Daily briefing

10 things you need to know today: October 9, 2015

Tunisian pro-democracy group wins Nobel Peace Prize, Kevin McCarthy drops out of the House speaker race, and more

1

Tunisian group wins Nobel Peace Prize for democracy building

The National Dialogue Quartet in Tunisia won the Nobel Peace Prize on Friday for its contribution to the building of democracy following the country's 2011 Jasmine Revolution. "It established an alternative, peaceful political process at a time when the country was on the brink of civil war," the Nobel committee said in a statement. Thanks largely to the dialogue fostered by the four groups in the quartet, Tunisia is widely considered the Arab Spring's biggest success story.

2

Kevin McCarthy unexpectedly quits race to succeed Boehner as House speaker

Rep. Kevin McCarthy (R-Calif.) abruptly dropped out of the race to become the next speaker of the House, saying the GOP needed a "fresh face." The No. 2 House Republican was the frontrunner to replace outgoing Speaker John Boehner, who announced in August that he would leave Congress at the end of October. McCarthy faced opposition from many of the same conservatives who pressured Boehner to be more confrontational with President Obama. House Republicans will meet Friday to discuss their sudden leadership void.

3

1 reported dead, 3 wounded in Northern Arizona University shooting

Northern Arizona University said Thursday that one person was dead and three wounded outside a dorm at the university's Flagstaff campus. The suspected shooter is in custody and the campus isn't on lockdown, the university added. NSU spokeswoman Cindy Brown didn't provide any details about the shooting, except that it happened outside Mountain View Hall, a dormitory that ABC News says houses most of the students involved in Greek organizations.

4

U.S. ending effort to train Syrian rebels

The Obama administration has decided to end a $500 million program to train and equip moderate Syrian rebels, U.S. officials said Friday. The move, which the Pentagon is expected to announce formally during the day, came after reports that the effort had not succeeded in developing ground forces capable of taking on the Islamic State. Training programs will be replaced with a smaller center in Turkey where opposition groups will learn operations such as calling in airstrikes.

5

Hero in French train attack stabbed in California brawl

Spencer Stone, who was hailed as a hero this summer for tackling a gunman on a Paris-bound train, was stabbed early Thursday in a fight outside a Sacramento, California, bar. Stone was stabbed several times in his upper body, but was expected to make a full recovery. The U.S. airman and four friends — one man and three women — were involved in an altercation with two or three men, who fled in a dark Toyota Camry. The fight was "not related to terrorism in any way," said Deputy Police Chief Ken Bernard.

6

Russian cruise missiles crash in Iran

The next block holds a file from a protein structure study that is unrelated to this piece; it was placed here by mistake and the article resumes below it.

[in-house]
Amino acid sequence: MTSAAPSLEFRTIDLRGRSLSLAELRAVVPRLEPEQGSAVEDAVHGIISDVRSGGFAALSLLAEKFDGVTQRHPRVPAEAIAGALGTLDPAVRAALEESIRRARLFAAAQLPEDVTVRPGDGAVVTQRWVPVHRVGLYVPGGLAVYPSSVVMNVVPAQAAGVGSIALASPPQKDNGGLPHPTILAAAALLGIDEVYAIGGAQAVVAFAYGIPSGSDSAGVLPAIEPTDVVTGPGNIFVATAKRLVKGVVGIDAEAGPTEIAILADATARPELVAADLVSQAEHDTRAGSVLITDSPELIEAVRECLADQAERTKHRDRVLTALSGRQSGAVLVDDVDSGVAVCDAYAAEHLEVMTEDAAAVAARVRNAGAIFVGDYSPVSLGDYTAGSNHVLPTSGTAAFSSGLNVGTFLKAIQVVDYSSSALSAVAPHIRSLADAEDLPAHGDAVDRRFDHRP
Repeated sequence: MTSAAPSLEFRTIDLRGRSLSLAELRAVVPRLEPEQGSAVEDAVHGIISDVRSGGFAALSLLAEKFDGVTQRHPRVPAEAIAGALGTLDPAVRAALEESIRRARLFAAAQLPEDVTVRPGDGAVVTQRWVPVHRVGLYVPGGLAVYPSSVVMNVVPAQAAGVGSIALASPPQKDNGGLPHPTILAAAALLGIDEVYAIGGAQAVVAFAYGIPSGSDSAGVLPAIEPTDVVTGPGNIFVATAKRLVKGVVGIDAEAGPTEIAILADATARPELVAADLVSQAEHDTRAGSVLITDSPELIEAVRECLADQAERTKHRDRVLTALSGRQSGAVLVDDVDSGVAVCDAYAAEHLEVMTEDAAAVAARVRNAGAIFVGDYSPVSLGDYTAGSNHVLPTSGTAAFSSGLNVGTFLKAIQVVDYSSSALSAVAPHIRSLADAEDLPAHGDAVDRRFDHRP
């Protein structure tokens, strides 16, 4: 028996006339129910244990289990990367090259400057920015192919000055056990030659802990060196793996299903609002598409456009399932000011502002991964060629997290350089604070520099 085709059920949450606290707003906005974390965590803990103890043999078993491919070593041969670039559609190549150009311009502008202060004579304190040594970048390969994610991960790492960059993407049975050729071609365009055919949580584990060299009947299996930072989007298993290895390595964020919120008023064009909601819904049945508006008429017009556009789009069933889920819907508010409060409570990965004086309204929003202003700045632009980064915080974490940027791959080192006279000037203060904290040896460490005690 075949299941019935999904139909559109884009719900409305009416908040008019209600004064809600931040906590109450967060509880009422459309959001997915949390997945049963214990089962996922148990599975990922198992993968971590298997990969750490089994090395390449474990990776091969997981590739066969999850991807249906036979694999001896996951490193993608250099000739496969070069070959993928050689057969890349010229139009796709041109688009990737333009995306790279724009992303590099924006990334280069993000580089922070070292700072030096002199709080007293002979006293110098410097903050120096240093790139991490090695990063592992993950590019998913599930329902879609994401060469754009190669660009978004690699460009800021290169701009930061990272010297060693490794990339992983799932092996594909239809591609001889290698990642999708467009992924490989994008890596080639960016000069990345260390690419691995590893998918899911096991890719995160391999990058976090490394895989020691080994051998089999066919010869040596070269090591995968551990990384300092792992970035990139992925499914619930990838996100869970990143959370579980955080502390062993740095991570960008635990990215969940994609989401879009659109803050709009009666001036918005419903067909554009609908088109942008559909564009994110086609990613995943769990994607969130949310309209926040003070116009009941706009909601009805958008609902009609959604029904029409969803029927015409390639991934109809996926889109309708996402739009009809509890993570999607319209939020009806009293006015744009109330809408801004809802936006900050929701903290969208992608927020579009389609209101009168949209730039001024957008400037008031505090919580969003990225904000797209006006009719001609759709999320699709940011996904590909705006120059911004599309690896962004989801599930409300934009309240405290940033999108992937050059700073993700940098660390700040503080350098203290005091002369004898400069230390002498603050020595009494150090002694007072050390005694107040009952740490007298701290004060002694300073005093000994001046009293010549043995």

Four Russian cruise missiles fired at Syrian rebels crashed in a rural area in northern Iran, U.S. officials said Thursday. The missiles were among 26 fired from Russian warships in the Caspian Sea. Moscow denied the "Kaliber" missiles crashed, saying they had all hit their targets. The news came as U.S. Defense Secretary Ash Carter criticized Russia for what he called its "unprofessional" conduct as it escalates its military support for the Syrian regime.

7

Oklahoma appears to have used wrong drug in lethal injection

Oklahoma used the wrong drug in the January execution of Charles Frederick Warner, The Oklahoman newspaper reported Thursday. Records show that prison officials used bottles labeled potassium acetate to stop the convicted baby killer's heart, instead of potassium chloride as called for in the state's execution protocol. The report came a week after Oklahoma Gov. Mary Fallin granted a last-minute stay for another inmate, Richard Glossip, after the same wrong drug was delivered for his execution.

8

North Charleston reaches $6.5 million settlement with Walter Scott's family

The North Charleston, South Carolina, city council approved a $6.5 million settlement payment to the family of Walter Scott, a black South Carolina man who was fatally shot by a police officer after a traffic stop in April. Officer Michael Slager, who is white, was charged with murder after video taken by a bystander showed him shooting Scott in the back as he tried to flee. Scott's brother, Anthony Scott, said the city had sent the message that "this kind of reckless behavior" by police will not be tolerated.

9

Facebook tests emojis in response to request for "dislike" button

Facebook is testing emoji options to let users express reactions to posts. Facebook chief Mark Zuckerberg last month said the company was building a much-requested "dislike" button. Instead, the social network is experimenting — for now, just in Ireland and Spain — with adding six options next to the thumbs-up "like" button for "love," "haha," "yay," "wow," "sad," and "angry." Facebook said it was trying to address "the spirit" of calls for a "dislike" button more broadly.

10

Renowned Louisiana chef Paul Prudhomme dies

Internationally acclaimed New Orleans chef Paul Prudhomme died on Thursday. He was 75. Prudhomme has been credited with making Creole and Cajun cooking popular across the U.S. He gained fame after he and his future wife, K Hinrichs, opened K-Paul's Louisiana Kitchen in 1979, then fueled a craze with cookbooks and videos. "He had the guts to take the food he knew and grew up with as a poor Cajun boy and make it presentable in a white-tablecloth restaurant," said Prudhomme protege Frank Brigtsen, chef and a co-owner of Brigtsen's Restaurant.

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